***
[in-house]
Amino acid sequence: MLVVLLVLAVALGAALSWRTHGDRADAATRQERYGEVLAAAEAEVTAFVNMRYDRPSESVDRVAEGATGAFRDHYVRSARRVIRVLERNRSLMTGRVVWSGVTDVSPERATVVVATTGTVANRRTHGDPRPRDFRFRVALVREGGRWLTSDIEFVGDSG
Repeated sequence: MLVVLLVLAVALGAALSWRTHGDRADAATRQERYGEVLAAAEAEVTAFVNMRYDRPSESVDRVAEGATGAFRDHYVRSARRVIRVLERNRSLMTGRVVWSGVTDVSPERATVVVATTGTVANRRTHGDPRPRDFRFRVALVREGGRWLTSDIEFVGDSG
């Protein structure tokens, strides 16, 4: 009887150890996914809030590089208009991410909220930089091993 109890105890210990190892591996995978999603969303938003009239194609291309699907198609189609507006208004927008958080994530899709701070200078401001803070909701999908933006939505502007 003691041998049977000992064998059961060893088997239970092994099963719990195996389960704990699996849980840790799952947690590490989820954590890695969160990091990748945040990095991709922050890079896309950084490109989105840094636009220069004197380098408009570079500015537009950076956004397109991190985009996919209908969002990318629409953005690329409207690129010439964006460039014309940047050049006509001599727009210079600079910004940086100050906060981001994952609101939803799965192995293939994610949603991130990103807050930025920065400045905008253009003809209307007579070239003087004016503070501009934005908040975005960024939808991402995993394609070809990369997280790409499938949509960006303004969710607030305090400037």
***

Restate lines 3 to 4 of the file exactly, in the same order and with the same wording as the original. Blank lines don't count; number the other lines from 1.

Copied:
Repeated sequence: MLVVLLVLAVALGAALSWRTHGDRADAATRQERYGEVLAAAEAEVTAFVNMRYDRPSESVDRVAEGATGAFRDHYVRSARRVIRVLERNRSLMTGRVVWSGVTDVSPERATVVVATTGTVANRRTHGDPRPRDFRFRVALVREGGRWLTSDIEFVGDSG
């Protein structure tokens, strides 16, 4: 009887150890996914809030590089208009991410909220930089091993 109890105890210990190892591996995978999603969303938003009239194609291309699907198609189609507006208004927008958080994530899709701070200078401001803070909701999908933006939505502007 003691041998049977000992064998059961060893088997239970092994099963719990195996389960704990699996849980840790799952947690590490989820954590890695969160990091990748945040990095991709922050890079896309950084490109989105840094636009220069004197380098408009570079500015537009950076956004397109991190985009996919209908969002990318629409953005690329409207690129010439964006460039014309940047050049006509001599727009210079600079910004940086100050906060981001994952609101939803799965192995293939994610949603991130990103807050930025920065400045905008253009003809209307007579070239003087004016503070501009934005908040975005960024939808991402995993394609070809990369997280790409499938949509960006303004969710607030305090400037």